I am Chris Jackson, the author of this blog. I was born in Manchester, England, but after 40 years I moved to Whangarei, New Zealand to start a new life. As a young man I served 8 years in the Royal Navy where I was lucky to see some wonderful places and some not so great. At the age of 30 I went to the University of Salford to study podiatry. I worked for the NHS until leaving for NZ in 2011.

This blog is an important venture for me, it is about expressing what I feel about the world.  I will suggest politically that I am broadly somewhere between and an old style socialist and a left-libertarian. I realized that I don’t really have a political party that represents me in New Zealand. I care deeply about the direction the world is taking and I try to make sense of the world by reading as much as I can to enhance my political awareness. In particular I read extensively in areas such as philosophy, psychology, history, sociology and economics. Over-time I have become a strong opponent of identity politics, primarily in its quest to be ‘diverse’ it has become exclusionary and elitist. While using mechanisms for example the hi-jacking of speech to gain control. I am also a strong advocate of free speech, not just the stuff you agree with. I am also deeply concerned about the polarisation and binary thinking that is evident on both sides.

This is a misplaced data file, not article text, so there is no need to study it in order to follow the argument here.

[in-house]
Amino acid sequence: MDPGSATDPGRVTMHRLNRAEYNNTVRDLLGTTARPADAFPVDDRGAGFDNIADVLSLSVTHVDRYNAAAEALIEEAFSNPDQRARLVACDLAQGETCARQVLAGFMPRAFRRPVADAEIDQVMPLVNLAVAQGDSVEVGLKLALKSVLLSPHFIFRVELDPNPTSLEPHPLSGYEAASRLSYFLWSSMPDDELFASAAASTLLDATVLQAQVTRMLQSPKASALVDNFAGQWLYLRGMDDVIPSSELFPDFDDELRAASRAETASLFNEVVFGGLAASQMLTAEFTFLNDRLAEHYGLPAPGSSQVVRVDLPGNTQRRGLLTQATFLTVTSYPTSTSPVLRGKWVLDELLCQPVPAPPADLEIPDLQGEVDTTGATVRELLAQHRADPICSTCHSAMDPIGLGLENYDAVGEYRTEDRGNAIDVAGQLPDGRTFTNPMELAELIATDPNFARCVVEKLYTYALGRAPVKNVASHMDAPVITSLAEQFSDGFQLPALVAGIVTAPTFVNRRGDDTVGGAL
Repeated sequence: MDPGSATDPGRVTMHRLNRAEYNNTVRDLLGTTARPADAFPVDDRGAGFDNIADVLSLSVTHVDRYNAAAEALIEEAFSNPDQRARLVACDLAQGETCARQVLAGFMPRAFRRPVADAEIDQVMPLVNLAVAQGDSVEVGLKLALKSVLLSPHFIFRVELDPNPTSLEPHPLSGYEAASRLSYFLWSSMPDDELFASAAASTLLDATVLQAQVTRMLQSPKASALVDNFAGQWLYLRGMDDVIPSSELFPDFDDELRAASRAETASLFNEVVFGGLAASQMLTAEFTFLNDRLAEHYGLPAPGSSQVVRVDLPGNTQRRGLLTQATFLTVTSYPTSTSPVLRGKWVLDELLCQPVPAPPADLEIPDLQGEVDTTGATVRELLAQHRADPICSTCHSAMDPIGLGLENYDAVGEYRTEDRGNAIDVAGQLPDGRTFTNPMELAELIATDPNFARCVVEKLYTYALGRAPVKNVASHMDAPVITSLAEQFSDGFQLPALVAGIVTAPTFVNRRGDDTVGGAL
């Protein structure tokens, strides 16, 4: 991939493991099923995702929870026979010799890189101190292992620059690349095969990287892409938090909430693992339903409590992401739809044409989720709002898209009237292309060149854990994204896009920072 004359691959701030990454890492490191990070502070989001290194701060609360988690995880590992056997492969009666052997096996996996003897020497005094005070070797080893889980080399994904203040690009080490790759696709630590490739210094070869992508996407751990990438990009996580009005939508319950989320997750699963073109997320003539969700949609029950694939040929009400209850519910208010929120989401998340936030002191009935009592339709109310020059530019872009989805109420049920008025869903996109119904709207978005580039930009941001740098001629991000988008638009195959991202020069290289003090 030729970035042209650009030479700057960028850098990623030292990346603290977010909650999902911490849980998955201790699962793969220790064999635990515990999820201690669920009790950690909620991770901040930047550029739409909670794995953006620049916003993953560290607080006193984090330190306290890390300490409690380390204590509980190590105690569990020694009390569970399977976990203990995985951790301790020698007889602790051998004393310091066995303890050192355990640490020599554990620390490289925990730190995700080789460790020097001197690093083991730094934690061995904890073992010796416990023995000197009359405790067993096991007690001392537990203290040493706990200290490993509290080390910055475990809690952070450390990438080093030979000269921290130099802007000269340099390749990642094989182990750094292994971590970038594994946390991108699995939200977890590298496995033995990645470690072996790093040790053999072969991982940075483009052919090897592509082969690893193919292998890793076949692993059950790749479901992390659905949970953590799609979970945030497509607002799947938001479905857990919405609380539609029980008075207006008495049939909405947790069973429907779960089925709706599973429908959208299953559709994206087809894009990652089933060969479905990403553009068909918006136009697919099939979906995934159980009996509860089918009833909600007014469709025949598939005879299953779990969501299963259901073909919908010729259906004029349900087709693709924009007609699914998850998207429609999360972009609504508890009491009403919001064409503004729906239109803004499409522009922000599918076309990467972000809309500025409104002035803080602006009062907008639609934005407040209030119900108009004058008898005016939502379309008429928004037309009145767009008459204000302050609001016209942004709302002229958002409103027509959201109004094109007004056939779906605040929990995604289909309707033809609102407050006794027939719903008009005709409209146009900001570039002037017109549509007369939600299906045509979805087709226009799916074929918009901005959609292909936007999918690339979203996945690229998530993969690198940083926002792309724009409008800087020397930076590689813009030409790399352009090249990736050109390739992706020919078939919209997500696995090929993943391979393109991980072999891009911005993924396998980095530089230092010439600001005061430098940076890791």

This blog is designed for me to formulate ideas, express my opinions and to learn from other people’s viewpoint.  Some of the areas that I am deeply concerned about are; rising inequality, climate change and the west’s endless need for war.  I feel that these are symptoms created by the system of neoliberalism and the ruling elite that benefit.  These are areas I hope to cover in much more detail, along with other relevant topics that may grab my attention.


One thought on “About

  1. Chris, thanks for your article about political correctness and identity politics.

    Obviously if we are looking for fallacies the ad hominem and guilt by association arise.

    But the one I like the best, the one that unveils the essence of intersectionality-based prejudice is the fallacy of division.

    Love to know if it enhances the argument against these divisive trends.


    Fallacy of division
    A fallacy of division occurs when one reasons logically that something true for the whole must also be true of all or some of its parts.
    An example:
    1 The 2nd grade in Jefferson elementary eats a lot of ice cream
    2 Carlos is a 2nd grader in Jefferson elementary
    3 Therefore, Carlos eats a lot of ice cream

    Liked by 1 person

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